Table of Contents

  • Acknowledgments
  • Introduction
  • Chapter 1: Who Was This Man?
  • Chapter 2: The Dustbin of History: Crispus Attucks and American Amnesia, 1770s-1840s
  • Chapter 3: First Martyr of Liberty: Crispus Attucks and the Struggle for Citizenship in the Civil War Era
  • Chapter 4: Crispus Attucks Meets Jim Crow: The Segregation of American Memory, 1870s-1910s
  • Chapter 5: Crispus Attucks Meets the New Negro: Black History and Black Heroes between the World Wars
  • Chapter 6: Crispus Attucks Meets Dorie Miller: Black Patriotism and Activism in the World War II Era
  • Chapter 7: Crispus Attucks and the Black Freedom Struggle, 1950s-1970s
  • Chapter 8: Crispus Attucks from the Bicentennial to the Culture Wars, 1970s-1990s
  • Chapter 9: Crispus Attucks in Twenty-First Century America
  • Conclusion
  • Notes
  • Index
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Remembering Crispus Attucks and the forgotten black soldiers of the American Revolution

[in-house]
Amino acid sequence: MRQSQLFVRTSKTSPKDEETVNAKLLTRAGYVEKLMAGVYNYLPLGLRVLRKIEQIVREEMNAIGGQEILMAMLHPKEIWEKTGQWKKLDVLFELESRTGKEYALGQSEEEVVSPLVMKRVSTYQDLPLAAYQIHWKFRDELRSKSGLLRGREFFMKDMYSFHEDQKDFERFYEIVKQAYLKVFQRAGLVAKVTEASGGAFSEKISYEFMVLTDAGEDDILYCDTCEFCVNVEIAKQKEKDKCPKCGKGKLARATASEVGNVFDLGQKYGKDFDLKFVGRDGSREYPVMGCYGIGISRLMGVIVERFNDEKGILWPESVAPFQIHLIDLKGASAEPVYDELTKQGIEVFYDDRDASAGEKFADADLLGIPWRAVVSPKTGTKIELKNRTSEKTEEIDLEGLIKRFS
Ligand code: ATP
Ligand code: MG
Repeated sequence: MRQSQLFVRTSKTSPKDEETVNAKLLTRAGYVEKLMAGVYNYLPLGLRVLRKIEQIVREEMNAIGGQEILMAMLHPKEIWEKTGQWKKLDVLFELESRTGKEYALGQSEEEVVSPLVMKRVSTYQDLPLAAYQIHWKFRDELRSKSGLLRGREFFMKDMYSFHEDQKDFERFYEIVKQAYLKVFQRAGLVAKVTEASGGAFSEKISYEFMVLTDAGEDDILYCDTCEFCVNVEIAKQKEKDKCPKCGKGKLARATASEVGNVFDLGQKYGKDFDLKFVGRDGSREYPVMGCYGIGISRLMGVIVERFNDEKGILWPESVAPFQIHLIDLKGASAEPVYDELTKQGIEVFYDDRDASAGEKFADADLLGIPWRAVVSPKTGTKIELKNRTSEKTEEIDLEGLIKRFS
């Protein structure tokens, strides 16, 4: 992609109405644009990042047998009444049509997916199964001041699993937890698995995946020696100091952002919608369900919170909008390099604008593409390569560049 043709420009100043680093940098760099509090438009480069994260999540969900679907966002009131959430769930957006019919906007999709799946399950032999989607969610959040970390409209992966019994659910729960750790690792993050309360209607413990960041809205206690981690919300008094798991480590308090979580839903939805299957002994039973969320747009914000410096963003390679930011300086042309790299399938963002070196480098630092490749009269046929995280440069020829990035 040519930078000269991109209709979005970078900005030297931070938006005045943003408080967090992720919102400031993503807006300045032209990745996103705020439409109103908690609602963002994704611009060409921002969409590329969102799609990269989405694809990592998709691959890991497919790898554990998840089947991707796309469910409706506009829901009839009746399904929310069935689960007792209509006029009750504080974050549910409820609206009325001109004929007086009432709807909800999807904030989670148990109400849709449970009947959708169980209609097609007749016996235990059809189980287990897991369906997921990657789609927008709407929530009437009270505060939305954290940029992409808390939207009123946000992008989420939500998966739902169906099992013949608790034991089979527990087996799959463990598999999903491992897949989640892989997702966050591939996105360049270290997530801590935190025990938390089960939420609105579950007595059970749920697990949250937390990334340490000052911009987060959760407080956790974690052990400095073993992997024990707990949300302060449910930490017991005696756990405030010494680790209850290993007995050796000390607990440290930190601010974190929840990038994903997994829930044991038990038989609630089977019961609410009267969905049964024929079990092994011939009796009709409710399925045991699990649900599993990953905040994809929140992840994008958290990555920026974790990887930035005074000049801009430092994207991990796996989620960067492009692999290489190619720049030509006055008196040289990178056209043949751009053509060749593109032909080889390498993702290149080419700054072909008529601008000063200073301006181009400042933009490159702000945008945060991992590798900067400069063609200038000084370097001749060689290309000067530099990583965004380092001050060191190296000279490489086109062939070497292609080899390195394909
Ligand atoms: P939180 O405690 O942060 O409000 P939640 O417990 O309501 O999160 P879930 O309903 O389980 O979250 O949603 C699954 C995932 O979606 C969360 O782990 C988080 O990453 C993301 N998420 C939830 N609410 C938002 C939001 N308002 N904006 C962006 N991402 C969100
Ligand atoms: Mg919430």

Posted in Articles, History, Media Archive, Native Americans/First Nation, Slavery, United States on 2013-05-29 15:15Z by Steven

Remembering Crispus Attucks and the forgotten black soldiers of the American Revolution

The Grio

Ronda Racha Penrice

Crispus Attucks. (Library of Congress)

Memorial Day may be more about barbecues and blowout sales than honoring our deceased veterans these days, but there are many reasons for African-Americans in particular to take pause.

Starting with the Civil War, on through World Wars I and II, moving into the Vietnam War, the Korean War and, most recently, the wars in Iraq and Afghanistan, African-Americans have had a strong and active military presence dating back to this country’s founding.